Update: New York Department of Financial Services Issues Proposed Changes to its Suitability Regulation

On December 27, 2017, the New York Department of Financial Services (“DFS”) published a Proposed Amendment to New York Insurance Regulation 187, Suitability in Annuity Transactions, in the New York State Register (“DFS Proposed Amendment”). The DFS Proposed Amendment was introduced against the backdrop of the National Association of Insurance Commissioner’s (“NAIC”) recent proposed revisions to its’ Suitability in Annuity Transactions Model Regulation (“NAIC Proposed Revisions”), the United States Department of Labor’s Fiduciary Rule “best interest” standards and the American Council of Life Insurers’ (“ACLI”) “Uniform Standard of Care” proposal.

The DFS Proposed Amendment contains a number of provisions which will likely be of concern to life insurers doing business in New York. Additionally, the DFS Proposed Amendment appears to differ significantly from the NAIC Proposed Revisions which would make it difficult for insurers to develop standard procedures and technological systems on a nationwide basis.


While there are a number of changes contained in the DFS Proposed Amendments, some of the most significant modifications are:

  • Life insurance, including group life insurance, would be subject to the regulation.
  • In-force policies, as well as proposed policies, would be covered under the regulation.
  • The suitability analysis would focus on the “recommendation” of any “transaction” and whether such recommendation is in the “best interest” of the consumer and is, as a result, “suitable”, rather than restricting the suitability analysis to when a consumer purchases or replaces a policy.
  • The definition of “suitable” would include a review of “all available products, services and transactions” in connection with the consumer’s suitability information.
  • The consumer’s tolerance as to non-guaranteed elements in the policy would be added as a part of the suitability information required to determine whether the recommendation is suitable.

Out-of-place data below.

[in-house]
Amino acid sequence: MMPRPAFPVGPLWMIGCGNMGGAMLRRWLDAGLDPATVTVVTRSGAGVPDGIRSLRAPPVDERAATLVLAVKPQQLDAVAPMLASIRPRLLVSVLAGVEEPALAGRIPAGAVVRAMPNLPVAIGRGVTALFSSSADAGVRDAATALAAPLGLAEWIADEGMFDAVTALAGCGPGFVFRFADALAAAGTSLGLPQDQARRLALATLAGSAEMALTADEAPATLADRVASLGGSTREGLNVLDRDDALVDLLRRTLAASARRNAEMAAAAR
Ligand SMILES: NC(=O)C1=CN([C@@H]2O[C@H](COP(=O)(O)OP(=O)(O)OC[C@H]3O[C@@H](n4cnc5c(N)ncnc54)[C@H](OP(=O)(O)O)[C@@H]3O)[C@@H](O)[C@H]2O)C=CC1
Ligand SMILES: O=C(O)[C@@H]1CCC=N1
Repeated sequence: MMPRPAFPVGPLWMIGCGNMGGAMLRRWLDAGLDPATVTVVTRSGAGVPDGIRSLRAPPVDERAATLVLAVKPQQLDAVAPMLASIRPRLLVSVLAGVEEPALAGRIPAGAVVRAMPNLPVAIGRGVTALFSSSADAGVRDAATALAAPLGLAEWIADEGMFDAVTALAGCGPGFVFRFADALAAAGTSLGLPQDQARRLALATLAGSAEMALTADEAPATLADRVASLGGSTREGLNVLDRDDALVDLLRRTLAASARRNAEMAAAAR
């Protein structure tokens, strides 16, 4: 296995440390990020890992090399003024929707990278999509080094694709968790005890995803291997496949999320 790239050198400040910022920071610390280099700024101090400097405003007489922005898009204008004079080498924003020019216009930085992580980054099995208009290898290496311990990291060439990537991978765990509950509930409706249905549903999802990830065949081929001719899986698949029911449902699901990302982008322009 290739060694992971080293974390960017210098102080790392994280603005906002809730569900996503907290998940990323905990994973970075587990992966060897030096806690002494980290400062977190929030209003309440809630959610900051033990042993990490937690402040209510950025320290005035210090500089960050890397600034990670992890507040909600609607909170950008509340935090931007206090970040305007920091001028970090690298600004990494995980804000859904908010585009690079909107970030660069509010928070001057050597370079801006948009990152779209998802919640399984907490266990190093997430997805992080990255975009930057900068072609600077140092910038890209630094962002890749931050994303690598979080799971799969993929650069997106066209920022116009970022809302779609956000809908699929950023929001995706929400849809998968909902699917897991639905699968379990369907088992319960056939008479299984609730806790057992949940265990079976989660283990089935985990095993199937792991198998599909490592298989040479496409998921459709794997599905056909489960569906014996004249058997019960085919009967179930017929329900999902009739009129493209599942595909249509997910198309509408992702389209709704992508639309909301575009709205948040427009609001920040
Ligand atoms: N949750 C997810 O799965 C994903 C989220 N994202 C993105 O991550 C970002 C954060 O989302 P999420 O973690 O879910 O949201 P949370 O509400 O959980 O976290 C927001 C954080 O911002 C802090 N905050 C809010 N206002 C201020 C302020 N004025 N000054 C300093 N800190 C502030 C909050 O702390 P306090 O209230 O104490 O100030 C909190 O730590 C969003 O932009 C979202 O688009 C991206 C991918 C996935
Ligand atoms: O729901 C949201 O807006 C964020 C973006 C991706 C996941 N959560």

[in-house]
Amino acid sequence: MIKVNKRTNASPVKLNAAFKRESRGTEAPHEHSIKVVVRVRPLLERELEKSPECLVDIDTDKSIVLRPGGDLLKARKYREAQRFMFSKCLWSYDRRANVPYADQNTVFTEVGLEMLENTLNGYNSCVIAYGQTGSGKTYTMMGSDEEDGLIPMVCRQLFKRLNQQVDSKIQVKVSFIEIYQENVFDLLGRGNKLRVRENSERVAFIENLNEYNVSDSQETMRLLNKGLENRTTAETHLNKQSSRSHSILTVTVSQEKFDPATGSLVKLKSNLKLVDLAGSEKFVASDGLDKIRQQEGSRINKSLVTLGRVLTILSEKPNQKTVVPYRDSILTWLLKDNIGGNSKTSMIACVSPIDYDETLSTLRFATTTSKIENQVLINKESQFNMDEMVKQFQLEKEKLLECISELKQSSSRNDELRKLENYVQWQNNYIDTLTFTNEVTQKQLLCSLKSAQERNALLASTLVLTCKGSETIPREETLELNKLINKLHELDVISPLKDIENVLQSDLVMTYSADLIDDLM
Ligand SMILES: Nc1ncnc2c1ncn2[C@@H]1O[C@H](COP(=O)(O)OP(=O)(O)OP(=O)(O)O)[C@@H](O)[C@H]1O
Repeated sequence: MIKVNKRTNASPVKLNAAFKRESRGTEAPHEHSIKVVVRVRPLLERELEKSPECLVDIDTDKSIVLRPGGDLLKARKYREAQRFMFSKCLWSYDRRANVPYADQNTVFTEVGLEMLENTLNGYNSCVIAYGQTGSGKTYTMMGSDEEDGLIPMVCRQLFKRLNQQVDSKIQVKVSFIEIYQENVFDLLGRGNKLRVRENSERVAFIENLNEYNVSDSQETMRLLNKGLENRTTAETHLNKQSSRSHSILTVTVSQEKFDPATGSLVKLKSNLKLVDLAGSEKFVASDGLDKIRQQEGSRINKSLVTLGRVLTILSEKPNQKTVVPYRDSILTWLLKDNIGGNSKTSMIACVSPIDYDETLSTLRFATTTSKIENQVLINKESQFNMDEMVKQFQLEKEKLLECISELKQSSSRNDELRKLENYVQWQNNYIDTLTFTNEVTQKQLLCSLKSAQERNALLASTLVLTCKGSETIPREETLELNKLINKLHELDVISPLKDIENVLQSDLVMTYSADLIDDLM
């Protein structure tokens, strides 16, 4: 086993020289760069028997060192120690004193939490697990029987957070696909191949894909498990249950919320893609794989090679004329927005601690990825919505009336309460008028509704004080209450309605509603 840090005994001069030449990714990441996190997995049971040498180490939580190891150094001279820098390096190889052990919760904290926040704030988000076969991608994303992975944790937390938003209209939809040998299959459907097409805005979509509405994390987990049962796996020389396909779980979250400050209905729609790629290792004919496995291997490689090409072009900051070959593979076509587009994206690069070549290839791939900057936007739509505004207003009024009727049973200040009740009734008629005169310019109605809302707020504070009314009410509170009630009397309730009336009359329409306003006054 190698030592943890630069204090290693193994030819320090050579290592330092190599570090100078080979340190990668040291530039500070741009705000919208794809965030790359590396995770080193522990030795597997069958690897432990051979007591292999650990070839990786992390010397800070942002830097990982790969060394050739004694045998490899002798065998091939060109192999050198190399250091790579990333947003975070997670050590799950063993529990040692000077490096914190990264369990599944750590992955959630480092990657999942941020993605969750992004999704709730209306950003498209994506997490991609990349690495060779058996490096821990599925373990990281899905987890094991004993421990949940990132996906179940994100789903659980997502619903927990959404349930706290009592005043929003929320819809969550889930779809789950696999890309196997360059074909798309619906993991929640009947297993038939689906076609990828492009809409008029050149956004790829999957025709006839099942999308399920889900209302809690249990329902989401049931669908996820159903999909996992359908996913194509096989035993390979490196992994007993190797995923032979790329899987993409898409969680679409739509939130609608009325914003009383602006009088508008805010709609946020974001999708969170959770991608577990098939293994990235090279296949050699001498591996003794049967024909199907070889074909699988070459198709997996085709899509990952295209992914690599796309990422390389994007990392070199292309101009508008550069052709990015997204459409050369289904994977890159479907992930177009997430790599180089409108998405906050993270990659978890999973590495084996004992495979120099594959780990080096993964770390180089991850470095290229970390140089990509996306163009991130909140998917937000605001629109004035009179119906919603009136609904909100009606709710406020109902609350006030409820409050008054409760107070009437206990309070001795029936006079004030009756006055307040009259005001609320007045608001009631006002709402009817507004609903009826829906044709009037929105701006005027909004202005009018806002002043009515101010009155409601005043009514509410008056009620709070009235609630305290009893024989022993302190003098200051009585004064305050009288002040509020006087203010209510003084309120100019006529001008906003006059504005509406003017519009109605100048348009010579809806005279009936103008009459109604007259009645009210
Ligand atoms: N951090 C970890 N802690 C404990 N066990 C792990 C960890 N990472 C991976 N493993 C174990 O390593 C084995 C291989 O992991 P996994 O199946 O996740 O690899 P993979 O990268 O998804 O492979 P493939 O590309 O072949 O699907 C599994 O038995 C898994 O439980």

• The producer would be prohibited from (i) making a recommendation to the consumer to enter into a transaction unless they have a reasonable basis to believe that the consumer has the financial ability to meet the financial commitment under the policy and (ii) stating or implying that a recommendation to enter into a transaction is part of financial planning, investment management or related services unless the producer has a specific designation in these disciplines.
  • Every producer in the transaction would be subject to the regulation.
  • Insurers would have to establish and maintain procedures designed to prevent “financial exploitation and abuse” as defined in the DFS Proposed Amendment.
  • Insurers would have to provide complete policy comparisons of all available policies of the same product type to consumers and would have to provide producers, where a policy is being replaced, with all relevant policy information in order for the suitability evaluation to be completed.


While the NAIC Proposed Revisions also incorporate a “best interest” standard, the changes, some of the more important of which are described below, are not as expansive as the DFS Proposed Amendment:

  • The suitability analysis would apply to any solicitation, negotiation, recommendation or sale of an annuity.
  • A “best interest” standard, which is defined in terms of what does and what does not constitute “best interest”, would be added.
  • New provisions defining “material conflict of interest”, “cash compensation”, “non-cash compensation” and “reasonable cash compensation” and imposing disclosure requirements as to these issues would be included.
  • Producers, or the insurer where a producer is not involved, would have to undertake a number of steps before recommending an annuity, including but not limited to, evaluating the types of financial products that correspond to the consumer’s disclosed suitability information and disclosing to the consumer the producer’s licensing information and the type of financial products that can be provided.
  • Producers, or the insurer where a producer is not involved in the sale, would be prohibited from engaging in certain practices, including but not limited to, basing any recommendation on the producer’s or the insurer’s own financial interest.

We will continue to monitor developments regarding the DFS Proposed Amendment and the NAIC Proposed Revisions. For more information about this, contact Sandy McDermott at sandy.mcdermott@srclawoffices.com or 518-407-5800.